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As I have been researching winding electromagnets, one of the suggestions that came up was to only wind the magnet in one direction - not just as in always spinning the rod one direction, but as in winding down the rod, then to wind the second coil by running the wire back up the coil parallel to the rod and then taping over and winding back down in the same direction (as described here). I'm reasonably sure that this is not just my misreading since my physics teacher also remembered a similar instruction for building strong electromagnets.

Why is this? I can't think of any explanation since it seems to me that as long as the rod is not rotated in the opposite direction while winding, the electricity will be flowing in approximately the same direction around the rod, therefore generating aligned magnetic fields.

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  • \$\begingroup\$ From reading the linked article, the directions are to stick to CW or CCW and that's it. There should be no problem with winding up and down, back and fourth. (none of this from top to bottom only business) \$\endgroup\$ – vini_i Jun 6 '17 at 19:32
  • \$\begingroup\$ Hint: Research "Ampere's right hand rule". Note that if the current-carrying wire is wrapped (oriented) so that the coiled wire's magnetic B fields are in opposition (some coils are wound CW, other coils are wound CCW), the B fields will cancel each other out, and will weaken or completely eliminate the electromagnetic effect. \$\endgroup\$ – Jim Fischer Jun 6 '17 at 23:39
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    \$\begingroup\$ @JimFischer That is not what I am talking about - I tried to specify in the question that this is not about winding CW and CCW on the same rod. All the wraps are either CW or CCW. The question is asking about the direction up or down the rod wrapping is proceeding. \$\endgroup\$ – dpdt Jun 7 '17 at 0:24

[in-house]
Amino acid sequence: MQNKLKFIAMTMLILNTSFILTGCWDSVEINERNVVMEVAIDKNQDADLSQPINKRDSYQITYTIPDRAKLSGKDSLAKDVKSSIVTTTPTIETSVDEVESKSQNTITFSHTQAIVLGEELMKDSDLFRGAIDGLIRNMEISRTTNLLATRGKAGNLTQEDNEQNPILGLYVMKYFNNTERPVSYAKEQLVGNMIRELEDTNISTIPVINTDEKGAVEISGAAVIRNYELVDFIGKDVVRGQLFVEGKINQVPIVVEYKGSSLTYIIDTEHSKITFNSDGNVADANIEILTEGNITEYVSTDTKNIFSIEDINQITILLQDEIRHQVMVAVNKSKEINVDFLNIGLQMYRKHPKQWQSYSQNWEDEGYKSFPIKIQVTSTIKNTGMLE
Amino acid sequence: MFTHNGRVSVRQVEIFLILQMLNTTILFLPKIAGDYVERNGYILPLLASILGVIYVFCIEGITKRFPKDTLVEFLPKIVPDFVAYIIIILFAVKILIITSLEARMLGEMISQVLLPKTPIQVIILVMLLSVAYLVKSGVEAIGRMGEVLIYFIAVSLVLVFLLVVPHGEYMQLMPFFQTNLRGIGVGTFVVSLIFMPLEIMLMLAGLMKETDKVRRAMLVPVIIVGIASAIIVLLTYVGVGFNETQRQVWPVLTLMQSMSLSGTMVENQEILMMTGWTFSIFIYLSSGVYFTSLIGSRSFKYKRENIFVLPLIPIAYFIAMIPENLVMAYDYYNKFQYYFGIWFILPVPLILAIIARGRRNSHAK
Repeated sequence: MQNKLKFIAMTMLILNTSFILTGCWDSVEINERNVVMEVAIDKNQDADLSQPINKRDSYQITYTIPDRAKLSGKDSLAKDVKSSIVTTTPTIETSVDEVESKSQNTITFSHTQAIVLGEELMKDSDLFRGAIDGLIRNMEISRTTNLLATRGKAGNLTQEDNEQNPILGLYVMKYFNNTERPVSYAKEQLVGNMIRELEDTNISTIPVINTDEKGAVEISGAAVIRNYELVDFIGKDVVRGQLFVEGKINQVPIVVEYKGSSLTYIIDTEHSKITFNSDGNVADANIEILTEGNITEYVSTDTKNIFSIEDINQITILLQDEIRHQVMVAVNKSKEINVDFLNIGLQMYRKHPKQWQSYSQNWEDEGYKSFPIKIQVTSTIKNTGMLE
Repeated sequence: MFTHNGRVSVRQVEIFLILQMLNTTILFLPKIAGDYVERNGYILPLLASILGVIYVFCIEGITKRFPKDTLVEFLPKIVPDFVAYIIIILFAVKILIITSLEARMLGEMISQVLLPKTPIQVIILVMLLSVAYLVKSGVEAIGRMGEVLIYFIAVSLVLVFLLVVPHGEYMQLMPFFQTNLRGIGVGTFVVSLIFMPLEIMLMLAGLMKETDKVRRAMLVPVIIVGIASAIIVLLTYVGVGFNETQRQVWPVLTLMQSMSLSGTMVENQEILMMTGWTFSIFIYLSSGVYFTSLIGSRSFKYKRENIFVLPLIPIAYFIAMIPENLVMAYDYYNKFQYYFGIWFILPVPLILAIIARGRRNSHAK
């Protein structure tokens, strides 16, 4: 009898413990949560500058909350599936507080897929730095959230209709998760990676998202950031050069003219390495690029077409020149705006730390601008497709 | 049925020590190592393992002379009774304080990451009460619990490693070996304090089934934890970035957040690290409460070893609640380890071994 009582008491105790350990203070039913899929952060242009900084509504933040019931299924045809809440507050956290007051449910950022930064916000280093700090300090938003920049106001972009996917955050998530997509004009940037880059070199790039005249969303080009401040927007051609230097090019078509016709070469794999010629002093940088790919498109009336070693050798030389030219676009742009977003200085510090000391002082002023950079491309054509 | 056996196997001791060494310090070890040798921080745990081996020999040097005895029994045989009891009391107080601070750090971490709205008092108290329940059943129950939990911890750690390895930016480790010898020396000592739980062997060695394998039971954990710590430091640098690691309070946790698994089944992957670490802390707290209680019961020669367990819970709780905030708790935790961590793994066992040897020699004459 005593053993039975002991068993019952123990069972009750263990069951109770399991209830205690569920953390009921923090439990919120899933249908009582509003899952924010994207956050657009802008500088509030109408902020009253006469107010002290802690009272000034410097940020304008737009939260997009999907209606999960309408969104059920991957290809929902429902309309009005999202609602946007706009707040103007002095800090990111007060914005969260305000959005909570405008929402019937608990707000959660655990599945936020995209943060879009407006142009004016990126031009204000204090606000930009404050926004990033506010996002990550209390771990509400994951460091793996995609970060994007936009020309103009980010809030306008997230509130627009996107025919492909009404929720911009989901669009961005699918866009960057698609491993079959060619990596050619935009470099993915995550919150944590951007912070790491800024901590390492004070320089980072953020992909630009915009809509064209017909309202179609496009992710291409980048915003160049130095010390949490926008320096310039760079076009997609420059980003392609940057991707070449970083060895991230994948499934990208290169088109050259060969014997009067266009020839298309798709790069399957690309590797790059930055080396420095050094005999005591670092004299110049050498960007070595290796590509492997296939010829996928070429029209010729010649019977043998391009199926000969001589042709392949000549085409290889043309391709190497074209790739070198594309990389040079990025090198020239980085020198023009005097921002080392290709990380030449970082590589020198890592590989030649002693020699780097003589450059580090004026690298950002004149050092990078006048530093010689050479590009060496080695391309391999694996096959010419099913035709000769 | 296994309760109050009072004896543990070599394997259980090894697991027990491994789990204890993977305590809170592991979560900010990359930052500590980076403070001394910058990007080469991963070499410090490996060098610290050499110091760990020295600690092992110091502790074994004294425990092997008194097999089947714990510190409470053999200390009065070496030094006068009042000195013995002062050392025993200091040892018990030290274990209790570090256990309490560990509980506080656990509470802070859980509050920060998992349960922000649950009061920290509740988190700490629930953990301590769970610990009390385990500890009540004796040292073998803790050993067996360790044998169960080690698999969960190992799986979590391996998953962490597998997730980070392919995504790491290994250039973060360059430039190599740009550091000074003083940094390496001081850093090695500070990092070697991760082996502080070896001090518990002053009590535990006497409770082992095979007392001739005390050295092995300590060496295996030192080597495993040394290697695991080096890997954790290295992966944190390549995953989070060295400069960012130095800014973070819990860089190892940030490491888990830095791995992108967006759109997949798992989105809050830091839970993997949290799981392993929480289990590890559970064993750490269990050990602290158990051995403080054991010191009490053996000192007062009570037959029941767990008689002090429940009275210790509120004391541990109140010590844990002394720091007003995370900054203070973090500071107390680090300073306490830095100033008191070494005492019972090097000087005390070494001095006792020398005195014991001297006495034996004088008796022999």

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There is one reason to fly-back and wind in the same direction, that is, the subsequent winding knits neatly into the grooves between the turns on the previous winding. It does not seem much but it ends up being a tighter wind rather than winding in the other direction.

Ultimately, if the central core is not too small a diameter, you can fit more turns into the same volume.

I have even seen this done winding multiple times then joining the ends over top after all the layers are complete.

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The classic way to create non-inductive wirewound resistor is take twisted pair wire, and wrap around a spool.

Thus if you wind both ways, you cancel some/all of the inductance.

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  • \$\begingroup\$ Not sure that has anything to do with the question... but interesting add anyway :) \$\endgroup\$ – Trevor_G Jun 6 '17 at 19:53
  • \$\begingroup\$ Agreed. Cool info, but I'm not talking anything about non-inductive resistors, so reluctantly downvoted. \$\endgroup\$ – dpdt Jun 7 '17 at 0:25
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    \$\begingroup\$ I'm just illustrating the need to PAY ATTENTION to your direction of winding. Once you run that wire back up, parallel to axis, be sure to continue winding in the original direction. \$\endgroup\$ – analogsystemsrf Jun 7 '17 at 12:17

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